We set off fairly early (for us), eating a yummy breakfast in Bicheno then heading south to Hobart along the beautiful coastline. The winding road kept opening out into these amazing vistas of water and hills, and at times it was hard to keep my eyes on the road.
Our room at the Salamanca Wharf Hotel was ready even though we were early, so we checked in straight away, and after the manager showed me how to use their nifty car stacker (like the ones in Japan!), we went up to the luxurious one bedroom apartment to eat some cheese and have a nap.
I chose that hotel because knowing we’d have less than 24 hours in Hobart, I wanted to go to the famous Salamanca Markets on the Saturday morning, and the hotel is only about a hundred metres from Salamanca Place. I didn’t realise that we were going to be in town at the same time as Mona’s Dark Mofo festival (until the penny dropped when I found it difficult to book a room anywhere), but it turns out the hotel was the perfect location for that too.
After our nap we wandered through the shops at Salamanca Place, then headed over to the wharf for the Dark Mofo Winter Feast.
It was expensive ($10 to get in and of course you end up buying lots of food and drink that costs between $10-20 a plate), but worth it. There were pillars shooting jets of fire into night sky, dozens of fire pits all along one side, with people grouped around, sitting on log benches. Stalls with roasting meats and all manner of beverages ran down the outside area, which was festooned with red lights. Inside, the wharf heaved with people escaping the light drizzle and sitting at long trestle tables with their food and many candles, under red neon crosses and backdrops of lush red velvet curtains (reminiscent of the styling of Baz Luhrmann’s Romeo + Juliet). This was about 5pm, not long after the doors had opened, so it must have been even more packed later on in the night.
A group of people dressed in long robes and carrying sticks of fire walked and chanted solemnly through the crowd outside. They were doing something to celebrate the winter solstice, no doubt, imbued with lots of ceremony and ritual, and it all looked very theatrical and impressive, though mum said, “I wonder if they know what they’re doing.”
I got us a couple of delicious hot toddies, and we ate very well; mum had some sort of roast lamb with cous cous and I had a roll with roast duck and sauerkraut. Later on we had some crepes, mine with apple and quince and mum’s with banana and salted caramel.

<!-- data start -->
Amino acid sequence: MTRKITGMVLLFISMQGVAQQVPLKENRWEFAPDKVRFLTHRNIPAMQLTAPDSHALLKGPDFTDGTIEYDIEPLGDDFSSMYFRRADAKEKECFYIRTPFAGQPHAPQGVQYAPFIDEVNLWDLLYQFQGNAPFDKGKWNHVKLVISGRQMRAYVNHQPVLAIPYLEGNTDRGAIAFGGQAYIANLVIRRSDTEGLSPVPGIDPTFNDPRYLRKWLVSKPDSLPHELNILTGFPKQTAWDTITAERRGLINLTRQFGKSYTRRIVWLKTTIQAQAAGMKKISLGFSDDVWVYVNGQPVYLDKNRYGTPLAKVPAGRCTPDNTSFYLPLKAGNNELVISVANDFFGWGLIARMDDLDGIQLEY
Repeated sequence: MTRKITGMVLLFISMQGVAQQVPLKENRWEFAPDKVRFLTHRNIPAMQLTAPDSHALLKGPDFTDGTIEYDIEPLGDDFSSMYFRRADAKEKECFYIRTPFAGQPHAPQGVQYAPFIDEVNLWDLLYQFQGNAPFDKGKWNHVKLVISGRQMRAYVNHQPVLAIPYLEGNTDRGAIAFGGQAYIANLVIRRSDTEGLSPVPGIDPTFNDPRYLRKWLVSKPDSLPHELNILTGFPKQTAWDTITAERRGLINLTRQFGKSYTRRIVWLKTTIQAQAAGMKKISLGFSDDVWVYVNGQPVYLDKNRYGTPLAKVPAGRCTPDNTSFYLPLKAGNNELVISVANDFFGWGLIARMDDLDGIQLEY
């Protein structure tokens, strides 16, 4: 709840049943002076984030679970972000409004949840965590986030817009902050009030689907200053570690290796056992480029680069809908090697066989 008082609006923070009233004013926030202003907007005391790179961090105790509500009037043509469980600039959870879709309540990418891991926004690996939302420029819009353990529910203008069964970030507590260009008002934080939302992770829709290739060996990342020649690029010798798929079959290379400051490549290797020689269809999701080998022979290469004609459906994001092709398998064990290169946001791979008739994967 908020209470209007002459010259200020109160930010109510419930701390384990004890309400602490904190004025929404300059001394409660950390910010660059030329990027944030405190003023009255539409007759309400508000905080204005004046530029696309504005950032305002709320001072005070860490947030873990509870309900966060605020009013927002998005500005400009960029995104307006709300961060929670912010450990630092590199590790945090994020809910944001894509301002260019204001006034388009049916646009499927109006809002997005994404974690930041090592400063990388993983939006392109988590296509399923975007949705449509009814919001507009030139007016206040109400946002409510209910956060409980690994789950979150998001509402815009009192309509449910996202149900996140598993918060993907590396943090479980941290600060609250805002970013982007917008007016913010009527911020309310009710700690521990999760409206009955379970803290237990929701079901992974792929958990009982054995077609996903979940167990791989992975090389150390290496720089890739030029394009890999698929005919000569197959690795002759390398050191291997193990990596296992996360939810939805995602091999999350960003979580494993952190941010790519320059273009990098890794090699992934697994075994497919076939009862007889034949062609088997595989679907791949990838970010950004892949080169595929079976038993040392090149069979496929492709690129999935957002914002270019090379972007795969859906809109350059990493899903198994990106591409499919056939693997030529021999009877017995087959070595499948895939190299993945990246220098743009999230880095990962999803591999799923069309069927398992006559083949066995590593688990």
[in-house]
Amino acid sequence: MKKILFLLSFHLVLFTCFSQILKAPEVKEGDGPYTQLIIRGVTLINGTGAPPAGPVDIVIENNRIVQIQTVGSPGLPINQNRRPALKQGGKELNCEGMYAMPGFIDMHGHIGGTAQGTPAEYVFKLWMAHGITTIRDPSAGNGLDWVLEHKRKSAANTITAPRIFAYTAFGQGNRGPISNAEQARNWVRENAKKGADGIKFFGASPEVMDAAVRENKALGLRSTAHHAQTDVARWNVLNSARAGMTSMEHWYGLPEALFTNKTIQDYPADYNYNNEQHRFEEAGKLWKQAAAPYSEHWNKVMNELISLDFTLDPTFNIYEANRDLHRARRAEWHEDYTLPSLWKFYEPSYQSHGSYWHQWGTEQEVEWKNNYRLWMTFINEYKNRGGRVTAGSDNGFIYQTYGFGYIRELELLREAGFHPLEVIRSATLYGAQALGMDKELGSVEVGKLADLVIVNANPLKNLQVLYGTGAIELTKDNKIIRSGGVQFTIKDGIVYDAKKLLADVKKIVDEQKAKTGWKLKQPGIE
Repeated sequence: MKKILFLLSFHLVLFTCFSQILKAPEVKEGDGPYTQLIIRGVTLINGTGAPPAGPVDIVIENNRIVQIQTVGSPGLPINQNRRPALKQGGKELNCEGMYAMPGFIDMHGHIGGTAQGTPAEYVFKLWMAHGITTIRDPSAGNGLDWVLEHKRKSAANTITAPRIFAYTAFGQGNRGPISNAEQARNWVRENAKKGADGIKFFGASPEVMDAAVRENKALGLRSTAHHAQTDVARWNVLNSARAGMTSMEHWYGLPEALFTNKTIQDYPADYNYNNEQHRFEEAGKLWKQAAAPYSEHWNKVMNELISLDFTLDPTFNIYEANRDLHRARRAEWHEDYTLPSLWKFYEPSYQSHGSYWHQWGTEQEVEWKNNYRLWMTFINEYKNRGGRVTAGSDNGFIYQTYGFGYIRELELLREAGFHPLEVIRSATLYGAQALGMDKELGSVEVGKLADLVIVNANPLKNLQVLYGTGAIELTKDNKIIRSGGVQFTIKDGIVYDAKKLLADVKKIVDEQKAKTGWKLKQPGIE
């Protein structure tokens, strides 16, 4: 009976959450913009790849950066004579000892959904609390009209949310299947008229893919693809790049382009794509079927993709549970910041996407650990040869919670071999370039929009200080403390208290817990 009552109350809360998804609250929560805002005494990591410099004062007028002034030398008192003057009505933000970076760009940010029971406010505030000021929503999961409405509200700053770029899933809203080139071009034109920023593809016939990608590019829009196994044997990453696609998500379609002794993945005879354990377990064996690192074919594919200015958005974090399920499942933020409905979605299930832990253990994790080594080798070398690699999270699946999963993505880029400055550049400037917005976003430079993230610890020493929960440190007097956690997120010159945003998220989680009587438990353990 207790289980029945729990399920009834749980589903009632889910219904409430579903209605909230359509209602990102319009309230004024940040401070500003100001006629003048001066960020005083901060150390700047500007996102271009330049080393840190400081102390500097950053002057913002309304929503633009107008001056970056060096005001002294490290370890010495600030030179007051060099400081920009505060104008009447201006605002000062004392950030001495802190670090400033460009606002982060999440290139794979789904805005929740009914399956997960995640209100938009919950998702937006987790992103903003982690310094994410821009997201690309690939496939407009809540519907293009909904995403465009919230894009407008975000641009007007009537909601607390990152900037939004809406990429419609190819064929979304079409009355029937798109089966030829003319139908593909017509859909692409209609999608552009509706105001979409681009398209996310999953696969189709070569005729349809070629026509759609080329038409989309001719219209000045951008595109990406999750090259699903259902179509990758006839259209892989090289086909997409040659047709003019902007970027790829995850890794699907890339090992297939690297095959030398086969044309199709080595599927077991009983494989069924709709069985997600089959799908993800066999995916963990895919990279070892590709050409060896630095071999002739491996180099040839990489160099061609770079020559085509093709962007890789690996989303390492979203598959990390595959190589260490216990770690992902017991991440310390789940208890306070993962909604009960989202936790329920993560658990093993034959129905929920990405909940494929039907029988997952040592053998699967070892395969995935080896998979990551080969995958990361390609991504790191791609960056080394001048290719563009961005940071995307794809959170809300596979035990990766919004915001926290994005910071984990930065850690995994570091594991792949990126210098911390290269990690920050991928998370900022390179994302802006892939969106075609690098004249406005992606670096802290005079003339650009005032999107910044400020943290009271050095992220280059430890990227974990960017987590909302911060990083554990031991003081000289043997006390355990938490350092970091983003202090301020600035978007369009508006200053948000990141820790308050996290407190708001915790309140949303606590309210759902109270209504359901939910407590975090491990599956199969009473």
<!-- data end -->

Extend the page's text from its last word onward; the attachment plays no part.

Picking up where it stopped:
I was most taken with a harpist who played contemporary music. It sounded otherworldly. I took some video of her playing Radiohead’s Creep, but realised later that for some reason it hadn’t recorded any sound (d’oh). But that’s just as well for it to live on in as a jewel of a memory, rather than some grainy footage I’ll probably never watch! We sat around one of the larger fire pits to listen, and realised we were sitting next to the harpist’s mum. She and my mum struck up a conversation while I went off to buy crepes (I figured they’d have something in common, being the mums who sit alone in a crowd, watching as their daughters perform and feeling slightly on the outer, yet a bit resentful because they are actually the ones in the performer’s inner circle).
Satisfied and full, we headed back to our accommodation and turned in for the night. I ran a bath (a bath! Luxury!) and washed the smoky smell out of my hair.
Next morning, I headed off to the markets while mum had a more leisurely start at the hotel’s cafe. I wanted to see as much of the market as I could, knowing we had to leave for Launceston by 11am (we hadn’t really planned our trip when we booked the plane tickets, otherwise we would have left from Hobart, but it would have cost too much to change the tickets and it was only a two hour drive so we didn’t bother). It’s a great market, with a good mix of made-in-Tasmania jewellery and things, clothing, fresh food and other bits and pieces. I bought a vest for myself and some earrings to thank Emma for cat-sitting our neurotic cats.
We hit the road and only stopped for a quick breather and a look around a bookshop in Campbell Town, and got back to Launceston airport with plenty of time. We checked in and got moved to a row by ourselves, and barely had to wait five minutes before boarding commenced. Before we knew it, we were in the air and flying over the glittering rivers, back north to home and tales of our cats’ misbehaviour in our absence.
We really loved it. Aside from the one slightly weird pub meal in Mole Creek, every experience was great. It helps that mum and I travel pretty easily together, with similar tastes and the flexibility to do (or not do) whatever we feel like at the time. I am so grateful that I get to travel on occasion. It’s quite a luxury, really, and I know I took it for granted in my youth.
There’s still so much left to see!